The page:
The Best Smoked Pulled Pork Ever – foolproof never-dry method for delicious smoked pork shoulder with a crunchy bark and tons of flavor!
This weekend is the official high point of grilling season.
Can you smell the charcoal in the air?? Everyone’s getting ready for big summer parties, fireworks, and long hot nights outside.
And today I’m bringing my husband’s method for a delicious summertime staple – The Best Smoked Pulled Pork Ever!
Pulled pork is such a perfect summer staple, in part because there is so much you can do with it. Pulled pork is great in tacos, salads, quesadillas, and classic pulled pork sandwiches. It’s so easy to add to a ton of different meals for a big, smoky, meaty flavor!
This pulled pork is epic. Friends always beg my husband to make it for cookouts and parties – it’s his signature recipe!
Check out Luke’s must- have grilling essentials for the best pork you’ll ever eat:
- Pulled Pork
- One pork shoulder or boston butt
- lum charcoal
- wood for smoking, oak, pecan, fruit wood, or mesquite
- 2 TBSP garlic powder
- 2 TBSP onion powder
- 2 TBSP season salt
- 2 TBSP ground pepper
- 3 TBSP paprika
- 3 TBSP chili powder
- 2 TBSP cumin
- 2 TBSP celery salt
- 2 TBSP cinnamon
- 2 TBSP cardamom
- One half a beer
- 2 cups apple cider vinegar
- remaining rub
- Mix ingredients for rub together in a bowl.
- Remove pork from packaging, pat dry with paper towels and allow to come to room temperature. I like to trim off excess fat and silver skin at this point. You do want to keep about 1/4” of fat on the top called the fat cap. As your meat slowly cooks, this melts and keeps the meat moist.
- Apply rub, and refrigerate over night. Soak wood chips or blocks over night in water.
- Remove meat from refrigerator and let come to room temperature.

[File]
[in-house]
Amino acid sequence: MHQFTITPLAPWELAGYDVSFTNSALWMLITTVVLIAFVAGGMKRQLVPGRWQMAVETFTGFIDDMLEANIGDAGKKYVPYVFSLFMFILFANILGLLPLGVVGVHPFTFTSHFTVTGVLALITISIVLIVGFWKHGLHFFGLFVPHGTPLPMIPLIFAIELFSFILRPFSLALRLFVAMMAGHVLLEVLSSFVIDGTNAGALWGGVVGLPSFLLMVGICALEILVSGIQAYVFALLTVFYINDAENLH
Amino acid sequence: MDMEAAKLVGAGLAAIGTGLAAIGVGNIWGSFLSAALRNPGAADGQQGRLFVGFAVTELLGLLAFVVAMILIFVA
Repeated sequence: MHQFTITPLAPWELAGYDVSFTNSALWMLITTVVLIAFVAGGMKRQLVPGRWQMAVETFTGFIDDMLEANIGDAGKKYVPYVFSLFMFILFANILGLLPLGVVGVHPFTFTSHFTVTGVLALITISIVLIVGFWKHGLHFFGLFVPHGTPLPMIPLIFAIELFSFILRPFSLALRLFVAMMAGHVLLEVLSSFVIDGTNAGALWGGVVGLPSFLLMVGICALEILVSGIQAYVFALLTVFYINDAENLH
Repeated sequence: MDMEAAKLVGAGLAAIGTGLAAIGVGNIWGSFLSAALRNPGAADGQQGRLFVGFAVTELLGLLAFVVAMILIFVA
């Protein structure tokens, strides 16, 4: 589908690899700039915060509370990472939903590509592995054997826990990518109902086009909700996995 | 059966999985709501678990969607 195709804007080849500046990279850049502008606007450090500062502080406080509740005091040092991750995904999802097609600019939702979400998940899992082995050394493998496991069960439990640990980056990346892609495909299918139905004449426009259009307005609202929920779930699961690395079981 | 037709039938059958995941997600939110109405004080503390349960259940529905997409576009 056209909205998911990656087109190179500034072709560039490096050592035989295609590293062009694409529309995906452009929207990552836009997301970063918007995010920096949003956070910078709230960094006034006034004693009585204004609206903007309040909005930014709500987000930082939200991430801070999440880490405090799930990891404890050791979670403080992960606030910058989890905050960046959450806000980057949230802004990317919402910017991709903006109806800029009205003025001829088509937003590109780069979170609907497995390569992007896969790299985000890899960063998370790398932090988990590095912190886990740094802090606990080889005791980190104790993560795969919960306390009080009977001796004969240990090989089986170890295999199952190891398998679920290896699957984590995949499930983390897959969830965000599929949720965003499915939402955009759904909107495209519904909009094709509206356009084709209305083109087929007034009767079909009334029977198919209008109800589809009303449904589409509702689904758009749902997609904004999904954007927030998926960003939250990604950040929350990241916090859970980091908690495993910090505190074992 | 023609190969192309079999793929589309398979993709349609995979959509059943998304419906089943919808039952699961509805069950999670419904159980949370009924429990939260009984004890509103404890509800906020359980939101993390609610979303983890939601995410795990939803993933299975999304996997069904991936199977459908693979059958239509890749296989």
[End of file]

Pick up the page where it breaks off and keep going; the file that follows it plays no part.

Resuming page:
- Next morning, prepare lump charcoal in smoker using newspaper and charcoal chimney. I do not use lighter fluid or compressed charcoal briquettes because I believe the leave a petroleum taste on the meat.
- While the coals come to temperature, combine the ingredients for the mop and put in a spray bottle on plastic container.
- When coals are glowing and grey, add the brisket to the smoker. Keep the meat as far from the fire as possible. If you have a barrel smoker with a fire box, keep on the opposite side of the grill surface from the fire box. If you have a conventional smoker or Weber-style kettle grill, build small fire on one side of kettle and keep meat on the other side.
- Add handful of wet wood chips/block to fire. Cover and let cook. You’ll want to keep your temperature between 200-225 degrees F. That should take approximately 12-14 hours to smoke a 7-10 pound butt.
- You’ll likely need to check the fire every 30-45 minutes. After an hour of smoking you should start mopping your meat every time you check the fire. I like to use a silicone basting brush for this. The inexpensive fibre brushes that are commonly sold at big-box stores begin to come apart quickly and in my experience often shed bristles on the meat.
- I also rotate my meat every hour to ensure that all sides get even exposure to the heat and smoke. This is particularly important if you’re using a conventional kettle grill for your smoking.
- If you have an outdoor temperature probe, use it to track the internal temperature of you meat. After several hours, your meat may “stall” around 150oF. I usually keep smoking mine. In Texas, they wrap them in foil with a cup of mop to finish.
- You’re shooting for your meat to get to 185oF. Once you hit that mark, remove your meat from the smoker, double wrap in foil and let sit in an unheated over for an hour to hour and a half depending on fat content of the meat.